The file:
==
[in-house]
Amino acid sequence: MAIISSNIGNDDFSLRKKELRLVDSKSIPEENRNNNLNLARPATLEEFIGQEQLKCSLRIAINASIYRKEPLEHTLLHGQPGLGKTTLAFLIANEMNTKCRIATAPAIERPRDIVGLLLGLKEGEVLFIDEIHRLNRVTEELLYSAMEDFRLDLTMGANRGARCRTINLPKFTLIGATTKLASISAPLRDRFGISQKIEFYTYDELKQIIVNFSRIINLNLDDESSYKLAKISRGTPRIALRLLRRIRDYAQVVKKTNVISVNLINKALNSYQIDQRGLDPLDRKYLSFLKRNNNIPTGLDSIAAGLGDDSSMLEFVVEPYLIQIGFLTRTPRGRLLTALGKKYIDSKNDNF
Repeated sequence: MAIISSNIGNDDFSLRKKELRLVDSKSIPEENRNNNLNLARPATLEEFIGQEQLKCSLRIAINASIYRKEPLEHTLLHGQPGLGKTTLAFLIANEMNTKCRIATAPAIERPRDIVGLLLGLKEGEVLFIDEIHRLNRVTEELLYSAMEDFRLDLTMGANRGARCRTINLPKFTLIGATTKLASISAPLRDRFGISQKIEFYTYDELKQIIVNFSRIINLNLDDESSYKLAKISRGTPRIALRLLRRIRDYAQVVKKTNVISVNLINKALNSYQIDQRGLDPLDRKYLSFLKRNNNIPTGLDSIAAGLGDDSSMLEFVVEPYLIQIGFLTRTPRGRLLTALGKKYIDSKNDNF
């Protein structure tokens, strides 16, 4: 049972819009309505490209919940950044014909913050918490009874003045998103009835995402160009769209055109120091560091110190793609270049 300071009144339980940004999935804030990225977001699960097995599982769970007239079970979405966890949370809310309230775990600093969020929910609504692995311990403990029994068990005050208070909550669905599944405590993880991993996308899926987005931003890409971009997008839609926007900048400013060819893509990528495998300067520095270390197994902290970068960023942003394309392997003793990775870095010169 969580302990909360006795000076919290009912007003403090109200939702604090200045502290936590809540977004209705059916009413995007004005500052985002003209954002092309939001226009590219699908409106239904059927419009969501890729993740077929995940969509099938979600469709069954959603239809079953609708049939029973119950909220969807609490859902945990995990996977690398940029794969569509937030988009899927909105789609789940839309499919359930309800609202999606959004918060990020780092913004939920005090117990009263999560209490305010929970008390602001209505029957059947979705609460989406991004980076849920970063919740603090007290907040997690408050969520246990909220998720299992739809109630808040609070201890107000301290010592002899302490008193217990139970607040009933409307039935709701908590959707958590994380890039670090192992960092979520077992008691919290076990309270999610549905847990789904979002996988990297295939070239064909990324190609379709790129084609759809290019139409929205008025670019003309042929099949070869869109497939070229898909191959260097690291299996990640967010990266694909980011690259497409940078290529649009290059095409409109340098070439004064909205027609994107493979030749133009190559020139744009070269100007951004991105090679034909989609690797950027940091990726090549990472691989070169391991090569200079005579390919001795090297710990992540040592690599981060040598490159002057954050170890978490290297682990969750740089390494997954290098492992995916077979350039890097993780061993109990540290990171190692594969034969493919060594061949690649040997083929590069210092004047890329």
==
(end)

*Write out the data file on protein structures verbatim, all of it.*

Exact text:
[in-house]
Amino acid sequence: MAIISSNIGNDDFSLRKKELRLVDSKSIPEENRNNNLNLARPATLEEFIGQEQLKCSLRIAINASIYRKEPLEHTLLHGQPGLGKTTLAFLIANEMNTKCRIATAPAIERPRDIVGLLLGLKEGEVLFIDEIHRLNRVTEELLYSAMEDFRLDLTMGANRGARCRTINLPKFTLIGATTKLASISAPLRDRFGISQKIEFYTYDELKQIIVNFSRIINLNLDDESSYKLAKISRGTPRIALRLLRRIRDYAQVVKKTNVISVNLINKALNSYQIDQRGLDPLDRKYLSFLKRNNNIPTGLDSIAAGLGDDSSMLEFVVEPYLIQIGFLTRTPRGRLLTALGKKYIDSKNDNF
Repeated sequence: MAIISSNIGNDDFSLRKKELRLVDSKSIPEENRNNNLNLARPATLEEFIGQEQLKCSLRIAINASIYRKEPLEHTLLHGQPGLGKTTLAFLIANEMNTKCRIATAPAIERPRDIVGLLLGLKEGEVLFIDEIHRLNRVTEELLYSAMEDFRLDLTMGANRGARCRTINLPKFTLIGATTKLASISAPLRDRFGISQKIEFYTYDELKQIIVNFSRIINLNLDDESSYKLAKISRGTPRIALRLLRRIRDYAQVVKKTNVISVNLINKALNSYQIDQRGLDPLDRKYLSFLKRNNNIPTGLDSIAAGLGDDSSMLEFVVEPYLIQIGFLTRTPRGRLLTALGKKYIDSKNDNF
């Protein structure tokens, strides 16, 4: 049972819009309505490209919940950044014909913050918490009874003045998103009835995402160009769209055109120091560091110190793609270049 300071009144339980940004999935804030990225977001699960097995599982769970007239079970979405966890949370809310309230775990600093969020929910609504692995311990403990029994068990005050208070909550669905599944405590993880991993996308899926987005931003890409971009997008839609926007900048400013060819893509990528495998300067520095270390197994902290970068960023942003394309392997003793990775870095010169 969580302990909360006795000076919290009912007003403090109200939702604090200045502290936590809540977004209705059916009413995007004005500052985002003209954002092309939001226009590219699908409106239904059927419009969501890729993740077929995940969509099938979600469709069954959603239809079953609708049939029973119950909220969807609490859902945990995990996977690398940029794969569509937030988009899927909105789609789940839309499919359930309800609202999606959004918060990020780092913004939920005090117990009263999560209490305010929970008390602001209505029957059947979705609460989406991004980076849920970063919740603090007290907040997690408050969520246990909220998720299992739809109630808040609070201890107000301290010592002899302490008193217990139970607040009933409307039935709701908590959707958590994380890039670090192992960092979520077992008691919290076990309270999610549905847990789904979002996988990297295939070239064909990324190609379709790129084609759809290019139409929205008025670019003309042929099949070869869109497939070229898909191959260097690291299996990640967010990266694909980011690259497409940078290529649009290059095409409109340098070439004064909205027609994107493979030749133009190559020139744009070269100007951004991105090679034909989609690797950027940091990726090549990472691989070169391991090569200079005579390919001795090297710990992540040592690599981060040598490159002057954050170890978490290297682990969750740089390494997954290098492992995916077979350039890097993780061993109990540290990171190692594969034969493919060594061949690649040997083929590069210092004047890329």